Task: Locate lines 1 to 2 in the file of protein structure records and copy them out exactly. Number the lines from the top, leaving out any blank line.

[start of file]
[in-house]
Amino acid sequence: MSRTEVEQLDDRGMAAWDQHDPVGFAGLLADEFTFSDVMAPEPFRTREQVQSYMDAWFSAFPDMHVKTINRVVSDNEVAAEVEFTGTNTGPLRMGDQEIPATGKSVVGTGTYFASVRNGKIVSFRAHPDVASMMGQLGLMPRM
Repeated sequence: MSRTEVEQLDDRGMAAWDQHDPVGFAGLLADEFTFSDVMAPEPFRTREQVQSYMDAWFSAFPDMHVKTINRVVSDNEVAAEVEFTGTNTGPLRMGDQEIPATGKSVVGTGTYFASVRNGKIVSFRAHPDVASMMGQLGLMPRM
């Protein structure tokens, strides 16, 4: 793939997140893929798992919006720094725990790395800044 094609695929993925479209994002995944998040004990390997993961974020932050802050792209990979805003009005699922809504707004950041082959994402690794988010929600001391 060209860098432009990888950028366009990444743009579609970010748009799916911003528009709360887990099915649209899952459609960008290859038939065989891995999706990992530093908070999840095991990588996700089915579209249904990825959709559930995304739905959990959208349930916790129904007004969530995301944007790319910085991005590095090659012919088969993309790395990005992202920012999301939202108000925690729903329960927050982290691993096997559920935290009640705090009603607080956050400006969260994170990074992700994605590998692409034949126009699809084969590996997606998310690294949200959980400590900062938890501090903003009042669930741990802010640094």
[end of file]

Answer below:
[in-house]
Amino acid sequence: MSRTEVEQLDDRGMAAWDQHDPVGFAGLLADEFTFSDVMAPEPFRTREQVQSYMDAWFSAFPDMHVKTINRVVSDNEVAAEVEFTGTNTGPLRMGDQEIPATGKSVVGTGTYFASVRNGKIVSFRAHPDVASMMGQLGLMPRM